I found that using simple pin compatible replacement industrial relays from Schrack that have high current switching capacity and silver/nickel 90/10 contacts is the most easy and convenient solution to repair such amps. They also use less current which is good for the driving transistor. Never had one that failed till now. The "welding" of contacts as described by others does not happen often with silver contacts in speaker switching applications. It does happen very often with gold contacts though. I can not hear a negative difference with these relays when they are in the speaker path.

IMO the replacement relays should have the following features:

- sealed (glued/molded) so moisture and dust/dirt can not creep in
- silver/nickel 90/10 contacts, preferably double contacts too !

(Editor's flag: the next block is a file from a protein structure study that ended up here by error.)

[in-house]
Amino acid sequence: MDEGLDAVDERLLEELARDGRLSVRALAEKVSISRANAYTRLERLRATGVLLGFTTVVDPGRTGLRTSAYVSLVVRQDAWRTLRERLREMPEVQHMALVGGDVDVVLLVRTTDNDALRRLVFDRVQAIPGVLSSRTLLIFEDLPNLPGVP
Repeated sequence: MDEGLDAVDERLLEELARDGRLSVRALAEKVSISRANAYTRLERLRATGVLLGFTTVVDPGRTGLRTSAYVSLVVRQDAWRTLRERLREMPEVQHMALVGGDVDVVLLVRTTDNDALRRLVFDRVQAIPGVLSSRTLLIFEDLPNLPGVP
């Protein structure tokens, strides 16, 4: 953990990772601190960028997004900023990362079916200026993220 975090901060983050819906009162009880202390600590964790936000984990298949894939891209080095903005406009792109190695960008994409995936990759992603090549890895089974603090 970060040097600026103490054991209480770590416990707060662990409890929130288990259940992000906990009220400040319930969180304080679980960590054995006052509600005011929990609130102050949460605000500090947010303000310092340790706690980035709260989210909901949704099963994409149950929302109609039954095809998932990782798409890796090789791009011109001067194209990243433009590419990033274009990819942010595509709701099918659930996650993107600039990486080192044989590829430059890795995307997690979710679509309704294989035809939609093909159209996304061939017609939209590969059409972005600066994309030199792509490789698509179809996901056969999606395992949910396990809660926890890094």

- at least 8 or 10 A switching capability.

http://relays.te.com/appnotes/app_pdfs/13c3236.pdf
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Last edited by jean-paul; 21st August 2012 at 09:53 PM.
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Old 21st August 2012, 09:52 PM   #35
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Originally Posted by cowboy_film_fan View Post
It can be done with a single photovoltaic coupler as already mentioned by DAI.
These photovoltaic MosFet drivers are pretty nice.
The only downside is that it cannot drive large MosFets fast, this will lead to limitations for high power applications.
Turn OFF can be speed up with a simple PNP on the floating side. Speeding up the turn ON is also possible, but boosting complexity in a way, which would kill the charming simplicity of the photovoltaic MosFet drivers...
Nevertheless, for small power they seem to be the perfect fit.